Centralia

For two summers, when I was 18 and 19, I worked for the steel company that employed my father. I did random sales and marketing stuff for them: customer satisfaction surveys and inventories with the various state and local transportation departments that used their products. Driving around — Texas, Pennsylvania, Florida, and California — by myself in a rental car with an expense account was pretty happening for a skinny college kid who wanted to spend as much money as he could on guitar gear.

One day I was riding around with some guys in central Pennsylvania when we came to a town called Centralia. It stank. Smelled like sulfur. When I asked, they just shook their heads and said, “wait.” When we got closer to the town, they told me to get out and put my hand on the pavement. Even though it was a cool day, the pavement was warm; really warm.

Sulfur; heat.

Was this hell?

They finally told me what was going on. You see, Centralia is in coal mining country, and one day a fire started burning in the mine at Centralia…

… that was in 1962, and it’s been burning ever since.

Once the fire got started, there was seemingly nothing anyone could do. All attempts to extinguish it had failed, and it essentially was smoldering for over 30 years.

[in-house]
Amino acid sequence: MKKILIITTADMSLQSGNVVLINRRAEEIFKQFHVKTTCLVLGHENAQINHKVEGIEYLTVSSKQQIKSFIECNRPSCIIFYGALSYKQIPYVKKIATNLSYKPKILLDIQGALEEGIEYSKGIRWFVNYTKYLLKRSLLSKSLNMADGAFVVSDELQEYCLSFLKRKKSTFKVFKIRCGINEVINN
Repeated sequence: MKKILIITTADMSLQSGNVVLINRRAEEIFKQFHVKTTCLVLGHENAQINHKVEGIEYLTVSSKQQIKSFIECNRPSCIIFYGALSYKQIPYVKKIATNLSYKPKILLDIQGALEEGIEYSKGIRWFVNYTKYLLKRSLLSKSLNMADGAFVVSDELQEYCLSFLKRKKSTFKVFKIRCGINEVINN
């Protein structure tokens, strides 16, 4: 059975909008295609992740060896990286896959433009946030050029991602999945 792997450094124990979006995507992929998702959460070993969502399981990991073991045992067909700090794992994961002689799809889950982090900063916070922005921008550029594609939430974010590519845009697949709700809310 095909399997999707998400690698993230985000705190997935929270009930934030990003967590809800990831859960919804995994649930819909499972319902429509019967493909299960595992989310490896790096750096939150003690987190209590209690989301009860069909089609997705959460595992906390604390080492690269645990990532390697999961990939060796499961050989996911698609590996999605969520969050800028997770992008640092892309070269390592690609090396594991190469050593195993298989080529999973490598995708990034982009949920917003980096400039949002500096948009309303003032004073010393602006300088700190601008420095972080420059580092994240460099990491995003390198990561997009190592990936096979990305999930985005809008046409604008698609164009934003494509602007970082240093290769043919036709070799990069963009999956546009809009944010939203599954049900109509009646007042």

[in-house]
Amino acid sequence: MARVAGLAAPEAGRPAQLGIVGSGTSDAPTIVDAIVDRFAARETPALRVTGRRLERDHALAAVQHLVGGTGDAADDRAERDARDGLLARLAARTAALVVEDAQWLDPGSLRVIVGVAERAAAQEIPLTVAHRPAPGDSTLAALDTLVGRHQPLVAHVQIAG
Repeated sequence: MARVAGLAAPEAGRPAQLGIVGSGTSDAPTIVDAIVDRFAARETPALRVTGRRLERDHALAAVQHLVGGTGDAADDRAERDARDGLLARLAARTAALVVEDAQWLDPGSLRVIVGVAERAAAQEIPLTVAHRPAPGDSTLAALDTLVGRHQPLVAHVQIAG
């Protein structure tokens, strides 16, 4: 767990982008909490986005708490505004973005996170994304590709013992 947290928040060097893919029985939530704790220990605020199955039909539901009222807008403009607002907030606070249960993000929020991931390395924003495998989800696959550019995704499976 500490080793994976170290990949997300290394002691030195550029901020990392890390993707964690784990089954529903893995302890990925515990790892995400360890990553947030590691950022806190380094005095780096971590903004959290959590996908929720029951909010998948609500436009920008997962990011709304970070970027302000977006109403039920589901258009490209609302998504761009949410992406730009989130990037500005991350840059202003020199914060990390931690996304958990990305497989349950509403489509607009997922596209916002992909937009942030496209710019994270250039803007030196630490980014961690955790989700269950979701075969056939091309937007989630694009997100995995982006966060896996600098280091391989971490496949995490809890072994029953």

You can smell the sulfur, and you can feel the heat. The slowly became toxic, houses slowly being evacuated before it got too risky, health-wise, to remain.

Eventually the fire killed the town, and Centralia doesn’t really exist anymore.

Sometimes I wonder about the stuff we carry around in our spirits, in our hearts. Are there things that gnaw at you? Things that you’ve done or seen? Things that were done to you? When there is significant pain in our lives it is tempting to “get on with it”, and try to shut things away, but when we do that we often find that those things are like the mine fire at Centralia: even though we see no destruction on the surface, deep down we are being destroyed, and eventually what’s going on underneath will be displayed on the surface of our lives.

When there is pain, we need to do our best to bring things into redemptive time — to allow them to see the light of day, to exist in the oxygen, so that we can deal with them.

Burying them won’t kill them. It only gives them places to smolder and burn.

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